James Kenney (dramatist)

James Kenney (dramatist)

James Kenney (1780 – 25 July 1849) was an English dramatist, the son of James Kenney, one of the founders of Boodles' Club in London.

His first play, a farce called Raising the Wind (1803), was a success owing to the popularity of the character of "Jeremy Diddler". Kenney produced more than forty dramas and operas between 1803 and 1845, and many of his pieces, in which Mrs Siddons, Madame Vestris, Foote, Lewis, Liston and other leading players appeared from time to time, enjoyed a considerable vogue.

His most popular play was Sweethearts and Wives, produced at the Haymarket Theatre in 1823, and several times afterwards revived; and among the most successful of his other works were: False Alarms (1807), a comic opera with music by Braham; Love, Law and Physic (1812); Spring and Autumn (1827); The Illustrious Stranger, or Married and Buried (1827); Masaniello (1829); The Sicilian Vespers, a tragedy (1840). Kenney, who numbered Charles Lamb and Samuel Rogers among his friends, died in London in 1849. He married the widow of the dramatist Thomas Holcroft, by whom he had two sons and two daughters.

Read more about James Kenney (dramatist):  Charles Lamb Kenney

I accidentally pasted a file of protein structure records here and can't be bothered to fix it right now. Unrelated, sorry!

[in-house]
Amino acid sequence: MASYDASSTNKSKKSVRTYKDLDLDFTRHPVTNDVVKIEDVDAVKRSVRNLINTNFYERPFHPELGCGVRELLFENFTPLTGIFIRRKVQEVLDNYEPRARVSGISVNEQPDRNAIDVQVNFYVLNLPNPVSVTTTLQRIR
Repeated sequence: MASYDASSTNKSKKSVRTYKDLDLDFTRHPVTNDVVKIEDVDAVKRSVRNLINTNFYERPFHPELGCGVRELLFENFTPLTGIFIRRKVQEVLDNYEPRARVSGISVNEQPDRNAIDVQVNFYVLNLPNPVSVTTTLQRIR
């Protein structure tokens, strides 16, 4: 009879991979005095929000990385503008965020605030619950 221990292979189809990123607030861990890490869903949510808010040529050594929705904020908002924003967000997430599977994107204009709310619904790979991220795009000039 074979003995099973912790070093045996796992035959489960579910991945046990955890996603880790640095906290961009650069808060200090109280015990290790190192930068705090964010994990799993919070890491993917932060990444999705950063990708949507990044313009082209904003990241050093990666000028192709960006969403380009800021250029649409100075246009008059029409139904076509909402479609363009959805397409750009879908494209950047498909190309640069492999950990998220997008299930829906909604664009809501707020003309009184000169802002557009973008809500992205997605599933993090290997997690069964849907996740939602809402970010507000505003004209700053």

Other articles related to "james, kenney, dramatist":

James Kenney (dramatist) - Charles Lamb Kenney
... JamesKenney's second son, Charles Lamb Kenney(1823-25 August 1881), made a name as a journalist, dramatistand miscellaneous writer ... Kenneywrote the words for a number of light operas, and was the author of several popular songs, the best known of which were Soft and Low (1865) and The Vagabond ...

Famous quotes containing the word james:

    Mankind’s common instinct for reality ... has always held the world to be essentially a theatre for heroism. In heroism, we feel, life’s supreme mystery is hidden. We tolerate no one who has no capacity whatever for it in any direction. On the other hand, no matter what a man’s frailties otherwise may be, if he be willing to risk death, and still more if he suffer it heroically, in the service he has chosen, the fact consecrates him forever.
    —William James (1842–1910)